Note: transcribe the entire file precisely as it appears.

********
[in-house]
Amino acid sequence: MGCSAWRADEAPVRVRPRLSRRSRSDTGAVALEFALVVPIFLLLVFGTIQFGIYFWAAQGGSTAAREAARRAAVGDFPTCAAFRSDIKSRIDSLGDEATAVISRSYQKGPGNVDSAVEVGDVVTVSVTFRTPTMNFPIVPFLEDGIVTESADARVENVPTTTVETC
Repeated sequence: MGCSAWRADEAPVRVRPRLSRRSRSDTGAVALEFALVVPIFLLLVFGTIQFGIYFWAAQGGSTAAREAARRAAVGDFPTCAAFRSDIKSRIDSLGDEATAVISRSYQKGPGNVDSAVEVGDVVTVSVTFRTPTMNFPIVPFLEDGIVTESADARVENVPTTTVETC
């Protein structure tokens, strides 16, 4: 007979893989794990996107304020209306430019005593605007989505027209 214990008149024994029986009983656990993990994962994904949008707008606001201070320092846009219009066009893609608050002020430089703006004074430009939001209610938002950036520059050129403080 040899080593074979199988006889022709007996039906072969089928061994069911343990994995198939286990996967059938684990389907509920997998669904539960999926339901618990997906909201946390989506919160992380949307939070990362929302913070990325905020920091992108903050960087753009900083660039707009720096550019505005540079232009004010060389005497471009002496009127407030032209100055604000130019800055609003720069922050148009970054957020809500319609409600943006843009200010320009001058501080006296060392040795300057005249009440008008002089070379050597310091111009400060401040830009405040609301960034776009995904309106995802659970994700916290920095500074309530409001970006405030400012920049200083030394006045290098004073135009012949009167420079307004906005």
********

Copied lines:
[in-house]
Amino acid sequence: MGCSAWRADEAPVRVRPRLSRRSRSDTGAVALEFALVVPIFLLLVFGTIQFGIYFWAAQGGSTAAREAARRAAVGDFPTCAAFRSDIKSRIDSLGDEATAVISRSYQKGPGNVDSAVEVGDVVTVSVTFRTPTMNFPIVPFLEDGIVTESADARVENVPTTTVETC
Repeated sequence: MGCSAWRADEAPVRVRPRLSRRSRSDTGAVALEFALVVPIFLLLVFGTIQFGIYFWAAQGGSTAAREAARRAAVGDFPTCAAFRSDIKSRIDSLGDEATAVISRSYQKGPGNVDSAVEVGDVVTVSVTFRTPTMNFPIVPFLEDGIVTESADARVENVPTTTVETC
């Protein structure tokens, strides 16, 4: 007979893989794990996107304020209306430019005593605007989505027209 214990008149024994029986009983656990993990994962994904949008707008606001201070320092846009219009066009893609608050002020430089703006004074430009939001209610938002950036520059050129403080 040899080593074979199988006889022709007996039906072969089928061994069911343990994995198939286990996967059938684990389907509920997998669904539960999926339901618990997906909201946390989506919160992380949307939070990362929302913070990325905020920091992108903050960087753009900083660039707009720096550019505005540079232009004010060389005497471009002496009127407030032209100055604000130019800055609003720069922050148009970054957020809500319609409600943006843009200010320009001058501080006296060392040795300057005249009440008008002089070379050597310091111009400060401040830009405040609301960034776009995904309106995802659970994700916290920095500074309530409001970006405030400012920049200083030394006045290098004073135009012949009167420079307004906005």